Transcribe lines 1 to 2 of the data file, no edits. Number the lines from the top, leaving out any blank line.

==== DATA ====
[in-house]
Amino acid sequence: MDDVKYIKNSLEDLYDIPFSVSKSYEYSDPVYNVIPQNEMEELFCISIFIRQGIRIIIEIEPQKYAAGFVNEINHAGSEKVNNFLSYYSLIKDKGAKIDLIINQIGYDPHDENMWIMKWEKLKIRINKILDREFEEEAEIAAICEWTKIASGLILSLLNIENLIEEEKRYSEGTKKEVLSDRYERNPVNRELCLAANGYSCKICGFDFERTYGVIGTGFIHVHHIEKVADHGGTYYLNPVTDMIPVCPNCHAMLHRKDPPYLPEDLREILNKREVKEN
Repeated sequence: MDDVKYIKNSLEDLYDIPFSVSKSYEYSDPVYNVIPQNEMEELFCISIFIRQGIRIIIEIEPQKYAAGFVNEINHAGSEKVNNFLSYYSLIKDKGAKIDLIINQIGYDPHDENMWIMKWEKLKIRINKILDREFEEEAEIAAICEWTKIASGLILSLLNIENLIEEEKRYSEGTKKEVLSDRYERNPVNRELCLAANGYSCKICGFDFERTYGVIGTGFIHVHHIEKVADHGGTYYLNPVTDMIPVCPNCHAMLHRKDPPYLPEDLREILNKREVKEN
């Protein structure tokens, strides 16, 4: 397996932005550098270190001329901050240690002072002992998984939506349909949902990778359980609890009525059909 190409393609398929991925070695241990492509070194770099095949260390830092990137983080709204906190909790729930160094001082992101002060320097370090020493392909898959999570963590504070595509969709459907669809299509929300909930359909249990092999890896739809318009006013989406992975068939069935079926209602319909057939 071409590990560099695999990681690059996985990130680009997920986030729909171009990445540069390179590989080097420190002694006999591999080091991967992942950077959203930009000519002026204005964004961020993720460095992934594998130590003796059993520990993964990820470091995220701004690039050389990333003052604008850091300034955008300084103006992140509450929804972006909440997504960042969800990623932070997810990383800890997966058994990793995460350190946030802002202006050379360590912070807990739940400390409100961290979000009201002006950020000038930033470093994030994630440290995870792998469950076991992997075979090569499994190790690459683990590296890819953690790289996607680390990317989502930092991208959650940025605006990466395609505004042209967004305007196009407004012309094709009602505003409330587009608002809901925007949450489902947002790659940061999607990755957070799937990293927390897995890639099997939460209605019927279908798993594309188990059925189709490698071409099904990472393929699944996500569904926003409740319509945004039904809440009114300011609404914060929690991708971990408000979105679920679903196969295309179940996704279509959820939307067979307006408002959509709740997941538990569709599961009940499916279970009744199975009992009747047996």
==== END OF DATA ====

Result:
[in-house]
Amino acid sequence: MDDVKYIKNSLEDLYDIPFSVSKSYEYSDPVYNVIPQNEMEELFCISIFIRQGIRIIIEIEPQKYAAGFVNEINHAGSEKVNNFLSYYSLIKDKGAKIDLIINQIGYDPHDENMWIMKWEKLKIRINKILDREFEEEAEIAAICEWTKIASGLILSLLNIENLIEEEKRYSEGTKKEVLSDRYERNPVNRELCLAANGYSCKICGFDFERTYGVIGTGFIHVHHIEKVADHGGTYYLNPVTDMIPVCPNCHAMLHRKDPPYLPEDLREILNKREVKEN